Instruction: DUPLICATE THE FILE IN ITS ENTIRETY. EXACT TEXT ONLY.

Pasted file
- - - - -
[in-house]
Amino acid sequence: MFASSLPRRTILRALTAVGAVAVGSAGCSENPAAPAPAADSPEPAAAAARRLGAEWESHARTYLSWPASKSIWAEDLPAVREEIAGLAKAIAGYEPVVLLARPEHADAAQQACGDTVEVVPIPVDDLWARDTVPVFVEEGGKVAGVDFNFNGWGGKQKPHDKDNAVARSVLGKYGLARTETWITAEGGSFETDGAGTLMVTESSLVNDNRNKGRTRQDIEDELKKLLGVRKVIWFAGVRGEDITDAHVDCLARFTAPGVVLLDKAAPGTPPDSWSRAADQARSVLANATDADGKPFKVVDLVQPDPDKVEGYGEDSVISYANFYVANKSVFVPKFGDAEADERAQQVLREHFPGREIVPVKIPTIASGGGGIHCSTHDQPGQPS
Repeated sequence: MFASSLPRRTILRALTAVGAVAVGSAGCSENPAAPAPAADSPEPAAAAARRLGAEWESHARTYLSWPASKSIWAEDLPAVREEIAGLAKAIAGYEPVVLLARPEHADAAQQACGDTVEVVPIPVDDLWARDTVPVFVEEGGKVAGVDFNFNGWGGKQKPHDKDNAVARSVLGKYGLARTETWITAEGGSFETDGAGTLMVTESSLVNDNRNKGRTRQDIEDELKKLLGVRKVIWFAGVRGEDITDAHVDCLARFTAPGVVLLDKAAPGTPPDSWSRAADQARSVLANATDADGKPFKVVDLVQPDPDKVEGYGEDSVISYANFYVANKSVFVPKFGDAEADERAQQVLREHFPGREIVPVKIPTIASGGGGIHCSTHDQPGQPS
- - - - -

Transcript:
[in-house]
Amino acid sequence: MFASSLPRRTILRALTAVGAVAVGSAGCSENPAAPAPAADSPEPAAAAARRLGAEWESHARTYLSWPASKSIWAEDLPAVREEIAGLAKAIAGYEPVVLLARPEHADAAQQACGDTVEVVPIPVDDLWARDTVPVFVEEGGKVAGVDFNFNGWGGKQKPHDKDNAVARSVLGKYGLARTETWITAEGGSFETDGAGTLMVTESSLVNDNRNKGRTRQDIEDELKKLLGVRKVIWFAGVRGEDITDAHVDCLARFTAPGVVLLDKAAPGTPPDSWSRAADQARSVLANATDADGKPFKVVDLVQPDPDKVEGYGEDSVISYANFYVANKSVFVPKFGDAEADERAQQVLREHFPGREIVPVKIPTIASGGGGIHCSTHDQPGQPS
Repeated sequence: MFASSLPRRTILRALTAVGAVAVGSAGCSENPAAPAPAADSPEPAAAAARRLGAEWESHARTYLSWPASKSIWAEDLPAVREEIAGLAKAIAGYEPVVLLARPEHADAAQQACGDTVEVVPIPVDDLWARDTVPVFVEEGGKVAGVDFNFNGWGGKQKPHDKDNAVARSVLGKYGLARTETWITAEGGSFETDGAGTLMVTESSLVNDNRNKGRTRQDIEDELKKLLGVRKVIWFAGVRGEDITDAHVDCLARFTAPGVVLLDKAAPGTPPDSWSRAADQARSVLANATDADGKPFKVVDLVQPDPDKVEGYGEDSVISYANFYVANKSVFVPKFGDAEADERAQQVLREHFPGREIVPVKIPTIASGGGGIHCSTHDQPGQPS